There, he watched his deputies descend on the building. He said he saw “the worry and the terror” in faces of parents who came searching for their children. The sight of injured students being carried from the school sticks with him.
Roughly one year later, Spurlock leans on the memory of his deputies delicately balancing the rescue of STEM School victims while preserving a crime scene.
“Those are hard to do together, because your first instinct is, let’s protect everybody,” he said.
Spurlock explained that when the first commander reached the site of the incident, the officer realized a suspect was not only alive but that an injured student, Kendrick Castillo, 18, was lying injured on the ground.
The commander “knew that we had a major crime scene,” the sheriff recalled. Castillo would be the sole fatality in the shooting in which eight students were injured, and is hailed as a hero.
As the first school year after the tragedy wound down, Spurlock spoke with Colorado Community Media about the tragedy’s toll on him personally, and how it impacted the law enforcement agency’s approach to policing youth and schools.
The sheriff’s office launched a new unit called the JET team — Juvenile Enforcement Team — comprised of school resource officers who handle calls involving youth. The unit works when schools are on break.
The sheriff’s office is also partnering with the county to run a Youth Community Response Team, which pairs a deputy and a clinician to handle calls involving mental health in children. Douglas County launched the unit in response to the STEM School tragedy.
With new county funding, the Douglas County Sheriff’s Office’s School Resource Officer program more than doubled its number of SROs this school year. It expanded into middle and elementary schools.
Before the incident at STEM, Spurlock said the SRO program was robust but strained in certain areas — particularly at the largest high schools in Highlands Ranch, where a single SRO was responsible for more than 2,000 students.
“We were constantly playing catchup, making sure that we had appropriate resources there,” he said. “Because of STEM, we were able to get resources to not have to do that.”
Expanding the SRO program
Lt. Lori Bronner has overseen the SRO program in the sheriff’s office for four years and runs the new JET unit.
The sheriff’s office has long wanted to get SROs into middle schools, she said, because before this school year, SROs with a middle school near their assigned high school served both buildings.
That could leave one officer responsible for more than 5,000 students.
“When the ratio was like that, it really throws off the dynamics of what a true SRO is,” Bronner said. “They weren’t getting that deep connection of what a true SRO can do.”
During the 2018-19 school year, the sheriff’s office provided nine SROs to local high schools, plus a corporal and a supervisor. That was the most it could do with the resources it had, Spurlock and Bronner said.
Police departments also provide SROs for schools in their jurisdiction and added SROs following the shooting.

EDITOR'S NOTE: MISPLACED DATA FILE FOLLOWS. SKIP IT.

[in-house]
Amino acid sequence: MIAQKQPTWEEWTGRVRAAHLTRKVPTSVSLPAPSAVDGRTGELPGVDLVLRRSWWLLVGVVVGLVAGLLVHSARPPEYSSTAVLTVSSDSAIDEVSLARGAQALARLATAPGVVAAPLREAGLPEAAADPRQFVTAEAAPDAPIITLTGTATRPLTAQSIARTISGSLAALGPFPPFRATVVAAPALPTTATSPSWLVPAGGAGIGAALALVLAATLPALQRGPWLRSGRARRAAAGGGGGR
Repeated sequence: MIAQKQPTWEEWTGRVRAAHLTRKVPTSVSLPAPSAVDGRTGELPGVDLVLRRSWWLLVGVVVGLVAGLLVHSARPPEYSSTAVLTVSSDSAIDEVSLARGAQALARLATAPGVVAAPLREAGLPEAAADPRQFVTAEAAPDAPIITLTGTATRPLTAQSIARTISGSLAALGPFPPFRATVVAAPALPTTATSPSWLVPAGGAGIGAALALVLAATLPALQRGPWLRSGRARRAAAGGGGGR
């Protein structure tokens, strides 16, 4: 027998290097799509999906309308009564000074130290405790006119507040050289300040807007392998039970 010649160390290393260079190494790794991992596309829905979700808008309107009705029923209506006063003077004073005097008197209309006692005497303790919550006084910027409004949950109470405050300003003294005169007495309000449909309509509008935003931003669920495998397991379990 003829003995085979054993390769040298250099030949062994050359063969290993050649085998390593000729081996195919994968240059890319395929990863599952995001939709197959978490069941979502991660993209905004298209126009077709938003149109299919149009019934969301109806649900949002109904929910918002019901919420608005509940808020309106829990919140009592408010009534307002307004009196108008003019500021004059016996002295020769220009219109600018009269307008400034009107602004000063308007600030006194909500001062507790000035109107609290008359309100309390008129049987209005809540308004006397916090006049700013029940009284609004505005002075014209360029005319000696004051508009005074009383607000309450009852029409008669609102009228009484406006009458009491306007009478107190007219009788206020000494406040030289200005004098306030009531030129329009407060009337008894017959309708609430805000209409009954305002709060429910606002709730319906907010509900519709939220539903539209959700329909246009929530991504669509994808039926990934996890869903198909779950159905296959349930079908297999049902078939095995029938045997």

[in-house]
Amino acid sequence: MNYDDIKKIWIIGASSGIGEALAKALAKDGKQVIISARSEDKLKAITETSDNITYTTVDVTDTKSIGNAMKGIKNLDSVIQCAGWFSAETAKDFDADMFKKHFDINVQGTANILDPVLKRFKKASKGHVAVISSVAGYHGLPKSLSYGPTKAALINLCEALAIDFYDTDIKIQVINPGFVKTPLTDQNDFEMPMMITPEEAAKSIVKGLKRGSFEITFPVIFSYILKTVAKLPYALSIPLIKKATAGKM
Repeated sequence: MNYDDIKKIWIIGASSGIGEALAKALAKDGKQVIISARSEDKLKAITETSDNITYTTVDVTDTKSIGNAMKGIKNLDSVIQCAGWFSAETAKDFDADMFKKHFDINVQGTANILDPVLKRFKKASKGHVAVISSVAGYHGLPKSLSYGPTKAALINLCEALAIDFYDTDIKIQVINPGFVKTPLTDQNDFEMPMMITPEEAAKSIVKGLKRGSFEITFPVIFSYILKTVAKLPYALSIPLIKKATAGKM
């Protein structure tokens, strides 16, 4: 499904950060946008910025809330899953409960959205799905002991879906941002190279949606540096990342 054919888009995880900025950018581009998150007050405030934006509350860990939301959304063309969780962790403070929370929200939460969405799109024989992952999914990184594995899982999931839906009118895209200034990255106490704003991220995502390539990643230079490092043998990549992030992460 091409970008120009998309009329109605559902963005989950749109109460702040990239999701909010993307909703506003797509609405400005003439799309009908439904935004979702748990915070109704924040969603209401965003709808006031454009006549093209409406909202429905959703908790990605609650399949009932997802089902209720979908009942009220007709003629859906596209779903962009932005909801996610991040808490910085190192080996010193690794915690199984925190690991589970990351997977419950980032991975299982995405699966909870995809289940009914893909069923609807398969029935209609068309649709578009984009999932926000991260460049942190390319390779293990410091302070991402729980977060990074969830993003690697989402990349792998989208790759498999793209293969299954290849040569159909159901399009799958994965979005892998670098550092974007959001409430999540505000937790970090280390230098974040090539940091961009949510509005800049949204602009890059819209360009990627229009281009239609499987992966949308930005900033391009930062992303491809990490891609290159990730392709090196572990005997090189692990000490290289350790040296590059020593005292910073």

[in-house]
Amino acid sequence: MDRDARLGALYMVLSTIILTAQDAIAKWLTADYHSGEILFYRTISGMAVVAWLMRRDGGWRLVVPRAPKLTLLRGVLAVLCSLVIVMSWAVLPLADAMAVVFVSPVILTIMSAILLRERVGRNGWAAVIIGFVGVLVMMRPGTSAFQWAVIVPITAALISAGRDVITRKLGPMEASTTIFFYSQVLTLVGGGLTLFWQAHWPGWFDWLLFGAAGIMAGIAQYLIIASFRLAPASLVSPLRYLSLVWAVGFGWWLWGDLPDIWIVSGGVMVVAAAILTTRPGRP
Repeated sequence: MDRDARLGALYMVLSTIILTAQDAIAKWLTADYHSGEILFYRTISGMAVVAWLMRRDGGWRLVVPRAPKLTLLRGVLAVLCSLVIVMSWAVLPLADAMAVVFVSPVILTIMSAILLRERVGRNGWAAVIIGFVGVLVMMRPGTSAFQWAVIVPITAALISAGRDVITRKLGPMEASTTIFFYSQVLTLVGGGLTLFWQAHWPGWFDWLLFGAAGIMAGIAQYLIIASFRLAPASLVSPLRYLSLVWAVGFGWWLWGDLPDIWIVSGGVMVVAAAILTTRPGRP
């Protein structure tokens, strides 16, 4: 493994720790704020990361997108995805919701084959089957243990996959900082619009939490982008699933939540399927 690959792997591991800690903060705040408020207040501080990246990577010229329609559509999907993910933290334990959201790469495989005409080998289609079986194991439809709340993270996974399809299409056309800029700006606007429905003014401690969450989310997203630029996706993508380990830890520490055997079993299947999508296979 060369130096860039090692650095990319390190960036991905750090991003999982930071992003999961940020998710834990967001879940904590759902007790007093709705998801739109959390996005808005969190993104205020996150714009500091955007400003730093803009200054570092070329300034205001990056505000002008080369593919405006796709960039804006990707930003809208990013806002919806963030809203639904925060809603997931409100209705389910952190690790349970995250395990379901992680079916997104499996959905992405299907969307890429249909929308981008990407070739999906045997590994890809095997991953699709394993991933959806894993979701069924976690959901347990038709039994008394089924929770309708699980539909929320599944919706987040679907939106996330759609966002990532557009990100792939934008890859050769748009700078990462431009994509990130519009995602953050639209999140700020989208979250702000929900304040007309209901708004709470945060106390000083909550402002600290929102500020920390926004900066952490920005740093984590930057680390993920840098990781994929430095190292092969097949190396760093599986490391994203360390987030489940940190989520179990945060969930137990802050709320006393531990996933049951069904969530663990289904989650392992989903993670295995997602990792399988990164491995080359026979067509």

By the end of the 2019-20 school year, Bronner had 24 SROs in place from the sheriff’s office. The new positions are funded by an annual $3 million that the Douglas County Board of Commissioners offered local schools after the STEM tragedy.
The cost of SROs is split between the school and the sheriff’s office, and the county’s $3 million had to be matched by the district and charter or private schools that sought it.
The Douglas County School District declined to comment for this story. A spokeswoman said the district is not discussing issues related to STEM while the shooting case remains open.
Spurlock said the JET team, which launched in March during spring break, is critical because the SROs have connections and resources other deputies do not.
As an example, if an underage party needs broken up, Spurlock said they now dispatch the JET team. The unit’s SROs can access school databases, determine which local schools the partiers attend, and often already know the students because they work in schools.
Bronner said evaluating the impact of the bolstered SRO program and the JET unit will be skewed this year because of the COVID-19 pandemic.
She does know their patrol deputies saw a 56% decrease in calls for service involving juveniles when the JET team was in action. That relieves pressure on the patrol, she said.
The sheriff’s office also added two juvenile detectives and a corporal to its ranks.
Those detectives help SROs investigate threats against a school. They can look into a student with a pattern of misbehavior and form plans to support the child.
Now when SROs or deputies with the department’s Youth Education and Safety in Schools program conduct education in schools, “we are having much more conversations about mental health issues,” Spurlock said.
The sheriff’s office in May transitioned away from its local Text-A-Tip program, which it began in 2009 before the state launched Safe2Tell, because the programs were near identical. Text-A-Tip and Safe2Tell allow students to anonymously submit tips about issues such as school threats or concerns for a friend’s well-being.